* * *

I think I made my point, and I hope RedEye pays attention.

TicketMaster, Live Nation to merge

TicketMaster and Live Nation will merge unless the White House decides the merger would violate anti-trust legislation. I'm not familiar with Live Nation since I rarely attend concerts. But I have much experience with TicketShafter, as I call it, and I don't care for it at all. The fees are outrageous. There's a surcharge added to each ticket, plus a surcharge per order. The merged company will wisely drop the TicketMaster name. It will also hide the fees under a single price. This is what concerns me--I have long gone to box offices to save the ridiculous fees, and now it sounds like that won't be an option. I would still be able to purchase tickets at the box offices, but it may not save me any money.

Not a good situation for concert and sports fans.

24 3-4pm (spoilers)

Fox Mondays
Imagine Entertainment
Real Time Productions
Twentieth Century Fox Television
Seventh Season
Feb. 9 episode: 3-4pm

The switch to Washington has really enlivened this season, in my opinion. I never really got tired of all the L.A.-based locations. The difference between 24 and most other shows shot in or near L.A. is that except for the scenes at CTU, 24 is mostly shot outdoors. Now the FBI takes the place of CTU, but there have been plenty of scenes in or near the District. It's a fresh change of location. I've been trying to track Bauer all over the Beltway on Google Maps! I wish Fox had a link like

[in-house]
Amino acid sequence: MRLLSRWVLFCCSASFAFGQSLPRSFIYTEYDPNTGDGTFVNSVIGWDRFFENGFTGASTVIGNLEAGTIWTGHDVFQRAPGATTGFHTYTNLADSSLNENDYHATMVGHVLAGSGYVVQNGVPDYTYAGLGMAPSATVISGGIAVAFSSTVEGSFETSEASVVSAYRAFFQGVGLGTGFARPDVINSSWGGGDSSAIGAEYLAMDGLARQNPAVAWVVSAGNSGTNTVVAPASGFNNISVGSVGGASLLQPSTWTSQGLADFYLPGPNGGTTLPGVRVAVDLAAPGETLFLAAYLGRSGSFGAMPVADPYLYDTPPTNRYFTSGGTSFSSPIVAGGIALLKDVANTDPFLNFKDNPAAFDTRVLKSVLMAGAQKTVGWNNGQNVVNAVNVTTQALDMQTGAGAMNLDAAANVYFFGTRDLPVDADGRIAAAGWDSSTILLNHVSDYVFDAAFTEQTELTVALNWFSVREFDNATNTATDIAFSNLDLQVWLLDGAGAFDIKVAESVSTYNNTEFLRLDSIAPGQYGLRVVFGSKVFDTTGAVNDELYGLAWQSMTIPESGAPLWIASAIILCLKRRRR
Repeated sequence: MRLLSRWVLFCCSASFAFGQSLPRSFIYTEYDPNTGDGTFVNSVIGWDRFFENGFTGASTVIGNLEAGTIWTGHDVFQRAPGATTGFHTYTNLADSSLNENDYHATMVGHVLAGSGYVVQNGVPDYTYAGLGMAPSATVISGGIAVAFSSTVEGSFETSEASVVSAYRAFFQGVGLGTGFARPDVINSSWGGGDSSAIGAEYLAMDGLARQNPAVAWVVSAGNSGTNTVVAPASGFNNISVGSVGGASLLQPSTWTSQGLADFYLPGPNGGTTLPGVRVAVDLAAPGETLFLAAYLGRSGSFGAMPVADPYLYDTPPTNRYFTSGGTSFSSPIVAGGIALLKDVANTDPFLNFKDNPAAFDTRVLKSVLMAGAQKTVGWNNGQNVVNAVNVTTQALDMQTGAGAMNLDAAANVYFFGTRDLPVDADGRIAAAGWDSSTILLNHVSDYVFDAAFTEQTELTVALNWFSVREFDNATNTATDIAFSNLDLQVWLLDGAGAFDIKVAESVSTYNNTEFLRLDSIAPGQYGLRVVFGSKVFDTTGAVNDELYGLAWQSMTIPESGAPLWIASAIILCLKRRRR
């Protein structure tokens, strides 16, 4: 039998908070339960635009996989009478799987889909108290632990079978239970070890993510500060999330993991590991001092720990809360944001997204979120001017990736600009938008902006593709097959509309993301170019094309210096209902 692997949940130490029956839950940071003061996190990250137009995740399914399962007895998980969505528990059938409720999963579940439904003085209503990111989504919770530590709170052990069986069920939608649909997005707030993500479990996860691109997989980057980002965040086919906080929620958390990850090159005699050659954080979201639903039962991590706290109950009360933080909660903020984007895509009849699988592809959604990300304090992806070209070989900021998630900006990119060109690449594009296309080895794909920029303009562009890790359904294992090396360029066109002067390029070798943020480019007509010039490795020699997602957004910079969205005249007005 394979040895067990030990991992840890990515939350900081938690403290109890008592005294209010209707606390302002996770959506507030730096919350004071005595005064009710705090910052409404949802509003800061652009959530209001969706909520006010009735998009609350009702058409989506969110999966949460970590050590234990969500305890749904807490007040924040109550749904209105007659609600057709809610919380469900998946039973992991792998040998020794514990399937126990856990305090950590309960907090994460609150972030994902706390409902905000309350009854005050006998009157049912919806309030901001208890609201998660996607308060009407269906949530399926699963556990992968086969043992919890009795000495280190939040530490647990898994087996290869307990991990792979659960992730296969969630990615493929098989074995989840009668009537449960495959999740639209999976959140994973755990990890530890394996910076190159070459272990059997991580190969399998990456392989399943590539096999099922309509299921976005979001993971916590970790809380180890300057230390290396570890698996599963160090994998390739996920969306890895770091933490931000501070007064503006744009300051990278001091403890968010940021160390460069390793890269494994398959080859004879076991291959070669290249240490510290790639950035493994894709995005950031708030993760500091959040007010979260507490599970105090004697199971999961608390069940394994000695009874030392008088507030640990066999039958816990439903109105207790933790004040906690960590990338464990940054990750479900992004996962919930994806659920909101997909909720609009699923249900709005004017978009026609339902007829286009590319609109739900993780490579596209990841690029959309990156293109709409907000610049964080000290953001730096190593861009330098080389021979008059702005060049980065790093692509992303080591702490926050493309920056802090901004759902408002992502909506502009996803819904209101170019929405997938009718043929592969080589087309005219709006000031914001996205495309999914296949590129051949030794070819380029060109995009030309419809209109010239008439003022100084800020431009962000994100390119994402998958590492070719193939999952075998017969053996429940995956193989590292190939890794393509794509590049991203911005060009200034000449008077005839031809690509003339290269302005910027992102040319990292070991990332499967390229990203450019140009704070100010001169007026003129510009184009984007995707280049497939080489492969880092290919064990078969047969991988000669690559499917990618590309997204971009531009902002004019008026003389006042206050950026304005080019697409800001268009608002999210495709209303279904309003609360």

Is that affair the FBI couple is having going to affect the plot one way or the other? If not, do we care?

I don't know if SWAT would have saved Mr. Taylor from being shot. Impressive takedown without a team.

Kiefer Sutherland is 5'9" or 5'10". He frequently is on screen with men over six feet. I just noticed.

I felt bad for Mrs. Vossier, the rogue agent's wife. As my friend Hank pointed out: what did Vossier really have to gain by attempting to fight Bauer? He knew Bauer and Walker had his family. He had already given up Dubaku's position. So let's say he was able to subdue or kill Bauer. And then what? He would still risk Walker killing his family. So warning Dubaku probably wouldn't be such a good idea.

I think/hope Mr. Taylor will be all right. As Hank noted, he's already had a hell of a day: drank a paralytic, fell over a balcony, rode in a car trunk, had a finger crudely amputated with a serrated knife, and then shot. Ouch!

Did you notice that "Dennis Haysbert" (former President David Palmer) sounds a lot like former Speaker of the House "Dennis Hastert"? Before he played the president, Haysbert played a Secret Service agent in the movie Absolute Power. Assigned to protect the president, he went after Clint Eastwood in an attempt to cover up the president's murder of his lover. In the book, the conspiracy murdered numerous people loosely connected to the conspiracy, including the Clint Eastwood character, before being ultimately exposed and brought down. The Haysbert character committed suicide. Suicide is always a copout, author David Baldacci! That book was so good I was caught reading it at work. I still remember that--very embarrassing.

Is the rest of the season going to be this interesting?